WE'VE GOT A BILL NUMER! S3732 which restores $102 mil in school aid to districts that would have seen cuts under @GovMurphy's fy24 budget. @vingopal @AndrewZwicker r sponsors – both Dems in competitive districts this fall which would have seen cuts in their districts. pic.twitter.com/JfE2sg3HY8
— Daniel Han (@danieljhan_) March 17, 2023
Relief is in sight for school district losers in Gov. Phil Murphy’s allocations of state aid. While some districts are happy with their share, Jersey Shore districts have lost $188 million. While Murphy and his Education Department are following the 2008 School Funding Reform Act to the letter, that doesn’t always work out well: 150 school districts saw cuts far larger than they had planned for.
“When you see these dramatic cuts, especially this year, you have to question the equation,” said Richard Bozza, executive director of the New Jersey Association of School Administrators. “The attempt was to create greater fairness but this is a very complicated issue, one district doesn’t necessarily look like the next.”
Last night Politico reported that the State Legislature and Murphy’s office are “within reach on a deal to lessen state aid cuts to school districts, according to three people familiar with the matter.” This could put back up to $100 million for districts in Monmouth and Ocean County, and comes courtesy of a legislative loophole that lets lawmakers amend SFRA allocations.
More from Politico (paywalled):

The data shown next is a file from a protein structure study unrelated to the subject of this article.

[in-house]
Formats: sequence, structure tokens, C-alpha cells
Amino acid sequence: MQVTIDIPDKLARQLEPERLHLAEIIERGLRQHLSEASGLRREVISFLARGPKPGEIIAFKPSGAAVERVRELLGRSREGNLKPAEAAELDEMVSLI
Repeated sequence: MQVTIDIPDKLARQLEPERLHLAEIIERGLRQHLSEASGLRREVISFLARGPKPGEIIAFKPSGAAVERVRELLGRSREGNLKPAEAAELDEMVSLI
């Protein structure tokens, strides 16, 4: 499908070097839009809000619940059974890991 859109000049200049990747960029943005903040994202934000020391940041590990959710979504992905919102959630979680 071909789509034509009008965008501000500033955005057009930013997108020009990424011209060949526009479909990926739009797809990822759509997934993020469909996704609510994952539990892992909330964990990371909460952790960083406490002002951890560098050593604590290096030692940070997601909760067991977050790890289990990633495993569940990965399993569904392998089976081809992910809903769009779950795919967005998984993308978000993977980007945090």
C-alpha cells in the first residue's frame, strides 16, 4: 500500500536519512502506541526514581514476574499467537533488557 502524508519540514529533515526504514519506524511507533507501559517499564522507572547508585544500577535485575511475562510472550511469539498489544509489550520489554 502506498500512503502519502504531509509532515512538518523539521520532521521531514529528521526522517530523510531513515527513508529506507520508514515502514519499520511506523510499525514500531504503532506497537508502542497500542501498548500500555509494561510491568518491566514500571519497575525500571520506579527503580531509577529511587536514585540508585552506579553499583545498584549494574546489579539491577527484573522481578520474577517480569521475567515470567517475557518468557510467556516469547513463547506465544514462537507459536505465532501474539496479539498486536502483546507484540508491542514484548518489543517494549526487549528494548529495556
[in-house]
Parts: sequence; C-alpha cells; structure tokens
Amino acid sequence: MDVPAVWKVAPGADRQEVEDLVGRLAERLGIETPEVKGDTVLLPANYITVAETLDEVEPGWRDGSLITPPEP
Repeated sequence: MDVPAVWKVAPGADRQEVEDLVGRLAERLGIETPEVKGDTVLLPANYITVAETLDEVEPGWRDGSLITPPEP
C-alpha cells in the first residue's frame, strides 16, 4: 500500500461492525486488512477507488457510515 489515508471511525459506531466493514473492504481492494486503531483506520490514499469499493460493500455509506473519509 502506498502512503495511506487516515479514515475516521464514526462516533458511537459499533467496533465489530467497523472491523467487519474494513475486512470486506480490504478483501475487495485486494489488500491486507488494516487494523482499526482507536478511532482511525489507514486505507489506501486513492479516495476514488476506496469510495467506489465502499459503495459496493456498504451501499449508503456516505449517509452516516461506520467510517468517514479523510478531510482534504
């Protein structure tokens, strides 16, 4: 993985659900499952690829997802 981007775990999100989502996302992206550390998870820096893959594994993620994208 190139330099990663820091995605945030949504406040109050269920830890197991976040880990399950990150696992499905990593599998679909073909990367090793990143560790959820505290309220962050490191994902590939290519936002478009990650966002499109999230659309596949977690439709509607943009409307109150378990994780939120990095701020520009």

- “A deal could be unveiled Friday [today] and put on the legislative fast-track with the Senate preparing to vote on it Monday, two of the people familiar with the matter said, although the Senate may reconvene to vote on it later next week if needed. The Assembly is expected to vote on it later this month.”
- “The cuts stood to be a political vulnerability for Democrats in a year where all 120 seats in the state Legislature are up for grabs; the combined cuts under Murphy’s initial plan would amount to nearly $160 million.”
- Senator Vin Gopal, chair of the Senate Education Committee, represents districts like Asbury Park, which saw a big cut. “Gopal reportedly played a key role in negotiating the partial restoration of aid.”
“The needs of our students are far greater than what we anticipated,” Executive Director of Garden State Coalition of Schools Betsy Ginsburg said in an interview. “The districts that have lost aid under S2 have the same needs in terms of mental health and staffing and programs to address student mental health. Not only do they have larger than expected needs … but they face these very unexpectedly large cuts.”